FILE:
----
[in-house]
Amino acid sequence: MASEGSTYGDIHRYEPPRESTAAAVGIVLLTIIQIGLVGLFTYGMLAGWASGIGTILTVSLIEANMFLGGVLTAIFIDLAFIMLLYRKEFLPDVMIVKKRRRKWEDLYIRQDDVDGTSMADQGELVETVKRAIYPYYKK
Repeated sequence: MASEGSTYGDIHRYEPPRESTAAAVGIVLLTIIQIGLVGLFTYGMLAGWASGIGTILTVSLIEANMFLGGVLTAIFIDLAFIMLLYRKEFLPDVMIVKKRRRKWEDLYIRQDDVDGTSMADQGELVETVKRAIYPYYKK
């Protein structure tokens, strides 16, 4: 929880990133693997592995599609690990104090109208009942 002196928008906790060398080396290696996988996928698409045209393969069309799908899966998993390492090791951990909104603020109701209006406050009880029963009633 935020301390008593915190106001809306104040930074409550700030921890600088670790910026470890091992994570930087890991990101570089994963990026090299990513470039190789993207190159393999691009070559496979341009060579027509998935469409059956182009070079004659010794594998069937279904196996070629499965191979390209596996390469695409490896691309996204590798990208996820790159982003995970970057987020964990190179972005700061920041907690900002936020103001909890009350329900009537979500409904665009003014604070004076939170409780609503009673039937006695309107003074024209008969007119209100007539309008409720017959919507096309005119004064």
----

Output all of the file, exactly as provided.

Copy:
[in-house]
Amino acid sequence: MASEGSTYGDIHRYEPPRESTAAAVGIVLLTIIQIGLVGLFTYGMLAGWASGIGTILTVSLIEANMFLGGVLTAIFIDLAFIMLLYRKEFLPDVMIVKKRRRKWEDLYIRQDDVDGTSMADQGELVETVKRAIYPYYKK
Repeated sequence: MASEGSTYGDIHRYEPPRESTAAAVGIVLLTIIQIGLVGLFTYGMLAGWASGIGTILTVSLIEANMFLGGVLTAIFIDLAFIMLLYRKEFLPDVMIVKKRRRKWEDLYIRQDDVDGTSMADQGELVETVKRAIYPYYKK
């Protein structure tokens, strides 16, 4: 929880990133693997592995599609690990104090109208009942 002196928008906790060398080396290696996988996928698409045209393969069309799908899966998993390492090791951990909104603020109701209006406050009880029963009633 935020301390008593915190106001809306104040930074409550700030921890600088670790910026470890091992994570930087890991990101570089994963990026090299990513470039190789993207190159393999691009070559496979341009060579027509998935469409059956182009070079004659010794594998069937279904196996070629499965191979390209596996390469695409490896691309996204590798990208996820790159982003995970970057987020964990190179972005700061920041907690900002936020103001909890009350329900009537979500409904665009003014604070004076939170409780609503009673039937006695309107003074024209008969007119209100007539309008409720017959919507096309005119004064």